Saturday, April 12, 2008

where's the motivation?

I seem to be lacking motivation for training this week. At first, I thought it was post-event let down from doing the sprint and 10K back-to-back, and I figured I was entitled to some recovery time. But it's been a week now, and I've not done much. Swim practice on Monday was devoted to flip turns, or in my case, trying to learn how to do them. Let's just say, I spent the entire hour in the remedial lane. Tuesday was strength training and indoor cycling, and I managed a short swim on Wednesday. I alternated 100 yard intervals with flip turn attempts, and a few times I felt like I almost did one. Thursday was more cycling. I skipped 30 minutes of strength training so I could shop for a digital camera. I'd considered swimming on Friday, but slept in instead. Today I volunteered for a duathlon. I'd planned to run afterwards at the same site, but it rained and I opted to come home for warm, dry clothes. Then my sister called me, the knob fell off my kitchen door, the litter box needed cleaning, I decided to go online for awhile -- it's not likely I'll get that run in today, as I feel my energy level sliding past zero. Maybe tomorrow ... ?

Sunday, April 6, 2008

The 10K

I did the Monument Avenue 10K with my younger sister JJ and my daughter. Despite the on-off rain, we enjoyed the event. My time was 4 minutes slower than last year, but I still finished in the top 20% of my age group, so I'm trying not be too disappointed with the result. I was faster than I'd been in my solo practice runs, no doubt due to the "run faster, faster" exhortations with which my two companions propelled me across the finish line. My sister can walk faster than I can "run." At her own pace, she would have had a much better time, but she never let herself get too far ahead of me. My daughter left us at the halfway point, but waited at the 6-mile marker so we could all cross the finish line together. I'm hoping the photo will be spectacular.

One Done

On March 28 I did the Smithfield Sprint -- my first triathlon for 2008 and the first event in my quest for a Setup Events age group award. Nearly 500 competitors were registered, 3 in my age group. Since the swim was in a pool, and swimmers were spaced 15 seconds apart, it took nearly 3 hours to get everyone thru that phase. The elite athletes completed the whole tri before I even got in the pool! I entertained myself watching the other swimmers and spectators, at least to the extent I could see them. I'd had to leave my eyeglasses in the transition area so I'd have them for the bike, and transition closed at 9:45 a.m. I do have swim goggles with corrective lenses, which aren't my exact prescription but are close enough for distance viewing. Think generic reading glasses you can buy at the drug store. However, someone wearing goggles for several hours while staying outside the pool tends to attract some puzzled looks from other bystanders, so I only occasionally put them on while I waited.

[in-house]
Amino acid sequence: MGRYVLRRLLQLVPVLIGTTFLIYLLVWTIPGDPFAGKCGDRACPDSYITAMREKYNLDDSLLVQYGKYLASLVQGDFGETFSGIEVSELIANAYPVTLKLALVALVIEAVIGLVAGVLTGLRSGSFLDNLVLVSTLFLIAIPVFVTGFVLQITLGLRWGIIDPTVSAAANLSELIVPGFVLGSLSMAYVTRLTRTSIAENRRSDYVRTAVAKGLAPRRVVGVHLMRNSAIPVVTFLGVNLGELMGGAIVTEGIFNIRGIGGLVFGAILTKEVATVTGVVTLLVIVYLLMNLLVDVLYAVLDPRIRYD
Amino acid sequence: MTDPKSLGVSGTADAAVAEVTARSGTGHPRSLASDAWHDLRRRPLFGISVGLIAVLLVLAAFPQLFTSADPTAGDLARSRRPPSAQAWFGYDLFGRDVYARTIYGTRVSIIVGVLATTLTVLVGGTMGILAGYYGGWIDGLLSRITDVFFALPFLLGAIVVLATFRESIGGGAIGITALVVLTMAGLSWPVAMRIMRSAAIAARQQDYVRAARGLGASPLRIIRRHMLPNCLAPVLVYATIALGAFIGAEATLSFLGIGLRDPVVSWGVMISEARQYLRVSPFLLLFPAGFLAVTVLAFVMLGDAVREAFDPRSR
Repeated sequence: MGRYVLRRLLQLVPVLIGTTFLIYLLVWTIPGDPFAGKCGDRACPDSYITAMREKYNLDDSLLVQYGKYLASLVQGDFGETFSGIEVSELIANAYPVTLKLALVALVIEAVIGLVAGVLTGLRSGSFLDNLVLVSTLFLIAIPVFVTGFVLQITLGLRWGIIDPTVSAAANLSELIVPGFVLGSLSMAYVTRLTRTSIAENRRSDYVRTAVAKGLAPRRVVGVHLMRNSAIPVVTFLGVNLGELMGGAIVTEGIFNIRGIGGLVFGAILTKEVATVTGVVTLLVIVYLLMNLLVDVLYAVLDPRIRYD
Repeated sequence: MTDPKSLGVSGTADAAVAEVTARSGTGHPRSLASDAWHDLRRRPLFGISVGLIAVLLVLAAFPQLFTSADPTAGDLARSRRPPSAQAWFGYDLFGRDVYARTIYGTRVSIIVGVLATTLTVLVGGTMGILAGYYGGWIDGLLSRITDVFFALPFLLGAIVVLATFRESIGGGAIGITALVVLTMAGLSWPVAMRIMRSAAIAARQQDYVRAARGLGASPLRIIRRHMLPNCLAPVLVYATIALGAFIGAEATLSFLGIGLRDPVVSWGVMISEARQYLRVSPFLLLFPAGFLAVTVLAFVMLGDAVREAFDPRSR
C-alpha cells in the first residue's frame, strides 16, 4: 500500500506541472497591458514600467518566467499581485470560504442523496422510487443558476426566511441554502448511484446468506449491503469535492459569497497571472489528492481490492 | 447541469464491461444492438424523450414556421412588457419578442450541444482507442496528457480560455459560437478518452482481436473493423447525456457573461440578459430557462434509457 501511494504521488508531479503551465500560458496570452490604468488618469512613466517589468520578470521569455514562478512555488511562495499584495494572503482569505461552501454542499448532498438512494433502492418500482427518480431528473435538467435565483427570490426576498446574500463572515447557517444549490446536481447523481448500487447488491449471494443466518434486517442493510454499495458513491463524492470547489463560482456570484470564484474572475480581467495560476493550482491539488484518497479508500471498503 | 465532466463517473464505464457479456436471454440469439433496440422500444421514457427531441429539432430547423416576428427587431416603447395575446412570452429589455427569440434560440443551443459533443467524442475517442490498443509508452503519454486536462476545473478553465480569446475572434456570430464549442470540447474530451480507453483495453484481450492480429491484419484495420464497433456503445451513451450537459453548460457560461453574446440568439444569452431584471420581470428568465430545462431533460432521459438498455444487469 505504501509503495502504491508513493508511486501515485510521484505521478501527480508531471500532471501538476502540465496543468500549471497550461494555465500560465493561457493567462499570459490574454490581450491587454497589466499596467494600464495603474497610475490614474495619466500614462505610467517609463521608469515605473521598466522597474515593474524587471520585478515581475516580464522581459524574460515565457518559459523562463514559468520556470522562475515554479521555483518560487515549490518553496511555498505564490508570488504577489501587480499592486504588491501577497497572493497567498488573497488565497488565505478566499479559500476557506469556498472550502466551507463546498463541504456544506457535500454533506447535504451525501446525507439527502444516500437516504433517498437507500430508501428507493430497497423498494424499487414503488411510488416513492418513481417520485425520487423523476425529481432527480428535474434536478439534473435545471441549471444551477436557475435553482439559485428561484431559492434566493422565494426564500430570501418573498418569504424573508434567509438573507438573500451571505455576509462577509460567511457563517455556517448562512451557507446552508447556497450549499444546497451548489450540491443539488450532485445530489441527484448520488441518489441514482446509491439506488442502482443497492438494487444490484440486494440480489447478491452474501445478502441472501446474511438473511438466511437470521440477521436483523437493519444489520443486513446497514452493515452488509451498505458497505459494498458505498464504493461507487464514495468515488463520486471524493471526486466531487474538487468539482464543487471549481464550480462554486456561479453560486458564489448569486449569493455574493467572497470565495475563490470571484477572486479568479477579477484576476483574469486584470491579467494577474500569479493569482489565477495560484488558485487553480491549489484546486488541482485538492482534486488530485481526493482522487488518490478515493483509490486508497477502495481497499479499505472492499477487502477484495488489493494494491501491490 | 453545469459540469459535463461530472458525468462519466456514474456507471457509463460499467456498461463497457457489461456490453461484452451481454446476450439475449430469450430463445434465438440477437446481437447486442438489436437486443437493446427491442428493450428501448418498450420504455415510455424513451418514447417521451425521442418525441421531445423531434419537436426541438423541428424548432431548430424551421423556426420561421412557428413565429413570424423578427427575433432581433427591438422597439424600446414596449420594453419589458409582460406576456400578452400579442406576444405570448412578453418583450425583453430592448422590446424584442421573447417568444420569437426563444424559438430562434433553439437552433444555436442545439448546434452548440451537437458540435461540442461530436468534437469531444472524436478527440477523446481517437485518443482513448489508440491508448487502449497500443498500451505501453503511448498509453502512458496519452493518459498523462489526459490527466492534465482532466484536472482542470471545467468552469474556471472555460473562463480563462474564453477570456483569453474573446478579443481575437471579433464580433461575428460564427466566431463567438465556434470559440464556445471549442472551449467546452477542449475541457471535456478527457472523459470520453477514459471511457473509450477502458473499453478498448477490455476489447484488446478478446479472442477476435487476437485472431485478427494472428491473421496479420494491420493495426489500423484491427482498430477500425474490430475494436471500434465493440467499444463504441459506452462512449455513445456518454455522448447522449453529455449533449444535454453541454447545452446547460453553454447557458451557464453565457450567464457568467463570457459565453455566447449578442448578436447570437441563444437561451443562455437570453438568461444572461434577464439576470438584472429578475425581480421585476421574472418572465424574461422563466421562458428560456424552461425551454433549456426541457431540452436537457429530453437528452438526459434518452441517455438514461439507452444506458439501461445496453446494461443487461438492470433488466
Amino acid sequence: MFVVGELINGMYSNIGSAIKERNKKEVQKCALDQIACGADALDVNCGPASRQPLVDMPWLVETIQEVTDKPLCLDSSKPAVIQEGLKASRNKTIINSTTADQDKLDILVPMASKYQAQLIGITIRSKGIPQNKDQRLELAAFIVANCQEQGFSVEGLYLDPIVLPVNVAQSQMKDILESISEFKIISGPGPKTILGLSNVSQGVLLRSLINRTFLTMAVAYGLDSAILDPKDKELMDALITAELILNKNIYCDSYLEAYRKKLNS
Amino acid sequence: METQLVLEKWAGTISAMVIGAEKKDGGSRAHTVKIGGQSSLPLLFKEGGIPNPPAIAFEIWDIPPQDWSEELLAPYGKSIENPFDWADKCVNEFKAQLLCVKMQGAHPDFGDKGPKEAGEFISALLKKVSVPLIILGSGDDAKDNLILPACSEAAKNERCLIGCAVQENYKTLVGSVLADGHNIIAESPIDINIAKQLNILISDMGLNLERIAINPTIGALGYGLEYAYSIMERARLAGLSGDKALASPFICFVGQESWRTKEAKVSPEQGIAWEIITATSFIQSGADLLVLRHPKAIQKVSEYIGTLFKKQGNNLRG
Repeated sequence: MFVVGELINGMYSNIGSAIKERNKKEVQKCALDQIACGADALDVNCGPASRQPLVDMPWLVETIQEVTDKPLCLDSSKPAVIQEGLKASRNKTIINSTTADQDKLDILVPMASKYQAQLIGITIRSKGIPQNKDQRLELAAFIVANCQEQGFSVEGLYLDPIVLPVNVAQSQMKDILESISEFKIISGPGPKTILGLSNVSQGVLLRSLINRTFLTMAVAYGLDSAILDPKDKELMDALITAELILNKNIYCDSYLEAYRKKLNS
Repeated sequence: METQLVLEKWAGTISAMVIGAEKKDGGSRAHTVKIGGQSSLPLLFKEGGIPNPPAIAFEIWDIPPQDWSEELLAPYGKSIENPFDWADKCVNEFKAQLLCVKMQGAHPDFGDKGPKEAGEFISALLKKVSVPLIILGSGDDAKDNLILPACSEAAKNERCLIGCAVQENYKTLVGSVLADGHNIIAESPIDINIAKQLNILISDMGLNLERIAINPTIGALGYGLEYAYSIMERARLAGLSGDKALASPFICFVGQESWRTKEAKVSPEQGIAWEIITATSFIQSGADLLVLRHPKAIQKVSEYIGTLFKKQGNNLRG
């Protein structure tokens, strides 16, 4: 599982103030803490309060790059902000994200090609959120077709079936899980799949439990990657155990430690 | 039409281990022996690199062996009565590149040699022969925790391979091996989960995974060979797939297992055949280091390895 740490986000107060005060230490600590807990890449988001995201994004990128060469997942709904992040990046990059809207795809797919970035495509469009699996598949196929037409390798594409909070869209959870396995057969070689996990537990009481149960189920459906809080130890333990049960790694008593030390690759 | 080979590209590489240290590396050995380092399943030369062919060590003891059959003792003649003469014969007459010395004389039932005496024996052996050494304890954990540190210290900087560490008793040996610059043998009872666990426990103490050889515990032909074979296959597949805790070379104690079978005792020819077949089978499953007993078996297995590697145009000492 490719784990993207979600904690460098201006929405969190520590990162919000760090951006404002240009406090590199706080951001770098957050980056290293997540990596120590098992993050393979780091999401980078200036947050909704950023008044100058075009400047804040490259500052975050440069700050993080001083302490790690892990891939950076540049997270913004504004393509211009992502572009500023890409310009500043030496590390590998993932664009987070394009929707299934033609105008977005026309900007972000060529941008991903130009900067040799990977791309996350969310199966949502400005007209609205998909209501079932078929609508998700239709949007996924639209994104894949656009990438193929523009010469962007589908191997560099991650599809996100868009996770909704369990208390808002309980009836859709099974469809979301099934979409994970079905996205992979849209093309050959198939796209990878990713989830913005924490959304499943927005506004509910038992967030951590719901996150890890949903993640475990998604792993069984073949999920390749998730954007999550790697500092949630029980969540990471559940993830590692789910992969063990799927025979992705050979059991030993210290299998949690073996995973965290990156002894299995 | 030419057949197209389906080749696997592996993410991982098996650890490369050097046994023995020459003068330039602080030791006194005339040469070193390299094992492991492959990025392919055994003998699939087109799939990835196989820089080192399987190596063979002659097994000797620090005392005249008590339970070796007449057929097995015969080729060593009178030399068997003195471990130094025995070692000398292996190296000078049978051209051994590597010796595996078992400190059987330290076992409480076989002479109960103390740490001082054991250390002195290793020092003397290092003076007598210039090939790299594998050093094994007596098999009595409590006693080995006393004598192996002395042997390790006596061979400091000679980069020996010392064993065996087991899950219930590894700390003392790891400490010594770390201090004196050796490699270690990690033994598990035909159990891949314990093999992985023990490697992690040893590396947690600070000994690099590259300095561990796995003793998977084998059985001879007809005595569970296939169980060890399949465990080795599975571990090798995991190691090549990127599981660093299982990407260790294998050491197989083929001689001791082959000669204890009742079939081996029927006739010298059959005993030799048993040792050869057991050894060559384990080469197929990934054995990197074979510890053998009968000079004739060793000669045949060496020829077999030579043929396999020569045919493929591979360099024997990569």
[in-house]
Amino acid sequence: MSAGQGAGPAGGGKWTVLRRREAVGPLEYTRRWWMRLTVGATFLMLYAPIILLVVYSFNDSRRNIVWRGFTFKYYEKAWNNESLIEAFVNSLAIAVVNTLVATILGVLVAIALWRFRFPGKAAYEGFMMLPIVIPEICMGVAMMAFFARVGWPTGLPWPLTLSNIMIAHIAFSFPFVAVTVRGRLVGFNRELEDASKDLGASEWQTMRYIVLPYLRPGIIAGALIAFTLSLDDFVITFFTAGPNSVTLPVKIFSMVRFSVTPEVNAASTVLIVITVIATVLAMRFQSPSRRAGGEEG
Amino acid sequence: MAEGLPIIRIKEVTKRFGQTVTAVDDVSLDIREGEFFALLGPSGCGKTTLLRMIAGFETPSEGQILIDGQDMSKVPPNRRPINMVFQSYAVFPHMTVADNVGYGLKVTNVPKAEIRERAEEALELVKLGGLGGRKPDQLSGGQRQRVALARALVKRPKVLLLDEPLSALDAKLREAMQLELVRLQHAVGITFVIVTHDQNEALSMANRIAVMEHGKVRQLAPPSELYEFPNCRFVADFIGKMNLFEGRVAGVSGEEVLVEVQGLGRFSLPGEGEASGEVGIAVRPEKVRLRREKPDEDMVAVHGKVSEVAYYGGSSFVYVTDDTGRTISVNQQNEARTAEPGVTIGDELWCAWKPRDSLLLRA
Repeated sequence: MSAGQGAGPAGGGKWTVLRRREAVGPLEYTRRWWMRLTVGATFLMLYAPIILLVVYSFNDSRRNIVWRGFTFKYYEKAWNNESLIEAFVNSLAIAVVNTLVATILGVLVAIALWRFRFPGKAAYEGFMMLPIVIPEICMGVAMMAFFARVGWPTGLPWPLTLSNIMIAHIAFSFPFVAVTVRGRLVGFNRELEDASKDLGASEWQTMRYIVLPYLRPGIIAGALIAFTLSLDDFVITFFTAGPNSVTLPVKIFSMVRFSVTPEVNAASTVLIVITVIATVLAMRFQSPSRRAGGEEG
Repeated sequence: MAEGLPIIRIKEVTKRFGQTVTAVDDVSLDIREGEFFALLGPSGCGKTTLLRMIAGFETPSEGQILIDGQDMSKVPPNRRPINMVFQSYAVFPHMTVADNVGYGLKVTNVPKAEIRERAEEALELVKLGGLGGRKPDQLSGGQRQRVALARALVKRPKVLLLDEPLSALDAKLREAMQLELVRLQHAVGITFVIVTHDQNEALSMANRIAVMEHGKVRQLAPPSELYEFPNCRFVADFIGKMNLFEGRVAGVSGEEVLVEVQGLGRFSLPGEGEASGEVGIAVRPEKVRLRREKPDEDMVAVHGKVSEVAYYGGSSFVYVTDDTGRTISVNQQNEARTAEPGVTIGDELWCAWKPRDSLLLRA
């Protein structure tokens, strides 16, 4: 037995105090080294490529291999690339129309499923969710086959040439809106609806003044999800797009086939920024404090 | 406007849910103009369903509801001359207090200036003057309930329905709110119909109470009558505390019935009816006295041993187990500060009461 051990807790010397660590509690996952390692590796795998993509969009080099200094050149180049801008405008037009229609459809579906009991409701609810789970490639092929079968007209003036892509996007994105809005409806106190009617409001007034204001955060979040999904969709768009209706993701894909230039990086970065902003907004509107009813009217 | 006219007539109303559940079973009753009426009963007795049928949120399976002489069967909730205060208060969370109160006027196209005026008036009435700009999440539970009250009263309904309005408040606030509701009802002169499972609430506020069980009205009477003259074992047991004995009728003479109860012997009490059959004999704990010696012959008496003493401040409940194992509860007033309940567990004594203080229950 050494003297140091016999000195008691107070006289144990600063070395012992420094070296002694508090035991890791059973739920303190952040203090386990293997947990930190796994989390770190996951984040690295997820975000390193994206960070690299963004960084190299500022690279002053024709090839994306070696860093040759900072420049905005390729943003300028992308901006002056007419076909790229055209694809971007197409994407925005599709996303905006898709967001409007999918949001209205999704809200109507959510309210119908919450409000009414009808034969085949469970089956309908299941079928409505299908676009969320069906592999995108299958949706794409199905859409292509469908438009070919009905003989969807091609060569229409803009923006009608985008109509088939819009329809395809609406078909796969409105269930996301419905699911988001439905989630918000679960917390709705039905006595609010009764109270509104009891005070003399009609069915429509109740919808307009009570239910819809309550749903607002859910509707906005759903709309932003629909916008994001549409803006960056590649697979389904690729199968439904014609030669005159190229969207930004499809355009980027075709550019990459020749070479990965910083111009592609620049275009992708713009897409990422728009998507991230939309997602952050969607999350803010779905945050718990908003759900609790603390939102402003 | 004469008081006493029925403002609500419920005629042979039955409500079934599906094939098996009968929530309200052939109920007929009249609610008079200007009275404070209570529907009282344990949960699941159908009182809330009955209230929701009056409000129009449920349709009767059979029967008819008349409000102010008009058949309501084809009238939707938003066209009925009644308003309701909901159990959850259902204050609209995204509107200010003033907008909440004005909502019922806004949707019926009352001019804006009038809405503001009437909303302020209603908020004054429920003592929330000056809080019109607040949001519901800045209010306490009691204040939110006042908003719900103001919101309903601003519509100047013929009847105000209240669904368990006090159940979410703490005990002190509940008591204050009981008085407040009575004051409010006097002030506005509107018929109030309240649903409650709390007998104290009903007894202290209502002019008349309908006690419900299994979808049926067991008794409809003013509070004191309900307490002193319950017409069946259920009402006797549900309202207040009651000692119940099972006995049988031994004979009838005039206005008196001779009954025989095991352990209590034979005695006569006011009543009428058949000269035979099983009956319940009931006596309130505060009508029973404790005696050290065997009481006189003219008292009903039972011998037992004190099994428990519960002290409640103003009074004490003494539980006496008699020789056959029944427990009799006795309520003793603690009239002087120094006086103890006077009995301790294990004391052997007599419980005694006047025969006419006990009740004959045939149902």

Then it was my turn. The water was warm and the lanes were wide. The person behind me touched my feet several times, but she refused my offers to go ahead when we reached the ends of the lanes. And once as I approached the wall to turn, I saw another person swimming directly underneath me. He was soon gone, but at that instant, I felt like a fish in an aquarium. There was no ladder nearby at the end of the swim but I managed to heave myself out of the pool with some measure of grace and ehaded toward the transition area to get my bike.

I'm always slow in T1 because my goggles steam up and I can't see very well where I'm going. I don't want to fall down or run into anyone. I've tried leaving my glasses poolside, but ithere often is no good place to put them and it takes too long to find them. Plus they steam up, too. T1 took longer than usual because it was chilly and windy, and extra clothes were required. I'd seen one guy on his bike in just his swim trunks, but everyone else I saw was more warmly dressed.

The 10-miles bike course was fairly flat with only a few curves and small hills. Thanks to four months of indoor cycling and "power repeats" I managed to get up the hills without downshifting to "granny gear." The course didn't seem as intimidating as it had the night before when I'd driven it in my car, thinking "why is it I do this?" And if there had been less wind, the ride would have been quite pleasant. My time for the bike was 44:43, an average of 13-14 mph. I would have like to have been faster, but since this was my first ride sans trainer since last fall, and I dismounted without falling, I felt okay about it. I'm close to phobic about falling because I've taken some nasty spills.

The weather had improved somewhat by the time I got to the run segment at 1 p.m. My legs didn't feel like total bricks and I maintained my usual average pace of 13 minutes per mile for the 5K. I even did a negative split.

My total time was 1:42:48, which put me third in my age group. The first place finisher's time was 1:21:34, and second place was 1:39:48. I had faster bike and run times than no. 2, but she was faster in transition. We all got the same prizes, though -- a small thermos. It was a good way to start the season.